Children exposed to domestic violence also experience negative health consequences in both the short- and long-term. Children whose mothers were victims of domestic violence have higher rates of emergency department, primary care, and mental health service utilization than children whose mothers did not experience abuse. Domestic violence and child abuse are often co-occurring. Children experience physical abuse in an estimated 40 percent of households affected by domestic violence (Appel and Holden 1998). Adverse childhood experiences, including witnessing domestic violence, are strongly correlated with health risk behaviors and chronic disease outcomes later in life. Witnessing domestic violence during childhood also increases the risks of adult victimization, perpetration, and criminal activity.

Prevention and Intervention—The Role of Funders

The Centers for Disease Control and Prevention has identified four major types of activities to prevent and intervene in domestic violence:

  • promoting healthy family relationships,
  • providing coordinated services to domestic violence victims,
  • enforcing laws to hold perpetrators responsible, and
  • conducting research and data collection to monitor trends in domestic violence and evaluate the effectiveness of prevention and evaluation efforts.

The federal government is the major source of funding for efforts to prevent and address domestic violence, but philanthropy has played an important role in supporting domestic violence services.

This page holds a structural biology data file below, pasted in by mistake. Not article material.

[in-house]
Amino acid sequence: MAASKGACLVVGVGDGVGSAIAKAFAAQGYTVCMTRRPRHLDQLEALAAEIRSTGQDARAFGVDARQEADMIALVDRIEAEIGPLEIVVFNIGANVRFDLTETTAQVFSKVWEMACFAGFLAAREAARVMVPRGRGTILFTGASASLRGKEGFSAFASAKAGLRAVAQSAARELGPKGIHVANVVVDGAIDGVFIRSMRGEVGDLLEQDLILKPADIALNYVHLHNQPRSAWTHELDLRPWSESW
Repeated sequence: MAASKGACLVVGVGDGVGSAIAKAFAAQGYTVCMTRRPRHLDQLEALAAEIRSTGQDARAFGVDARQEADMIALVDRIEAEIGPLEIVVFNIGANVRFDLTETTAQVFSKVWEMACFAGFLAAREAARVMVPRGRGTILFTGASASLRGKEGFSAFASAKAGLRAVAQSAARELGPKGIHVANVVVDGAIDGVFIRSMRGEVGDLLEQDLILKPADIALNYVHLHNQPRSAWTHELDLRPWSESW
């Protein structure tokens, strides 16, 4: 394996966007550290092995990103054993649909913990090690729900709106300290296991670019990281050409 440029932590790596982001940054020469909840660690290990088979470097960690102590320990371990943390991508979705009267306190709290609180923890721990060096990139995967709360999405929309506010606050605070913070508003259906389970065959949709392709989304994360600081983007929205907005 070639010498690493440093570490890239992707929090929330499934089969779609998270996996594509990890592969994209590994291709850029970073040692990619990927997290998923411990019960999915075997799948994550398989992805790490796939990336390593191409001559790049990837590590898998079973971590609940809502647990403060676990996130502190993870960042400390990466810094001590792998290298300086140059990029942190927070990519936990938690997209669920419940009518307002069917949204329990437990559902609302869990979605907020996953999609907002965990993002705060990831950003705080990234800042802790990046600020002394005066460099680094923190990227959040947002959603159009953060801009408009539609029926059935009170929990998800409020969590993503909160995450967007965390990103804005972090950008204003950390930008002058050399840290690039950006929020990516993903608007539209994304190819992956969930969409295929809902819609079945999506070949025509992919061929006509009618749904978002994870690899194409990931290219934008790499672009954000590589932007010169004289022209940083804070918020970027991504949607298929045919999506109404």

Philanthropic funding to address domestic violence is largely devoted to direct services for victims and their families, such as housing assistance, counseling, legal aid, and health care. Some funders provide general operating support to organizations that provide services to victims of domestic violence. However, foundation grants for domestic violence services more typically fund specific projects or programs designed to enhance the scope, reach, or effectiveness of these services. Examples of this work include efforts to:

  • Develop Culturally Responsive Services: Social and cultural factors affect whether and how victims of domestic violence disclose abuse and may influence the effectiveness of the services they receive. Domestic service providers are most successful when they adapt interventions to the cultural perspectives of the people they serve. Cultural competence requires the provision of both linguistically and culturally sensitive services. In 2012, the Blue Shield of California Foundation funded a $2.6 million program to strengthen cultural competency in California’s domestic violence field with a focus on outreach to Tribal communities, African Americans, and recent immigrant populations. Grants supported a broad range of activities, including organizational assessments, training for staff, outreach to target communities, and diversification of staff and service entry points.
     
  • Increase Economic Self-Sufficiency of Survivors: Economic concerns can be a key hurdle preventing victims from leaving abusive relationships. In addition to providing shelter and healing services, domestic violence agencies often seek to help victims achieve economic independence. The Robert Wood Johnson Foundation funded Manavi, a New Brunswick, New Jersey-based nonprofit, to develop and deliver empowerment tools that help South Asian women who are survivors of domestic violence secure employment and educational opportunities. The tools include a needs assessment, training and education options, resume building and job search strategies, an inventory of community and online resources, information on the legal rights of persons seeking employment in the United States, and a training curriculum focused on interview skills.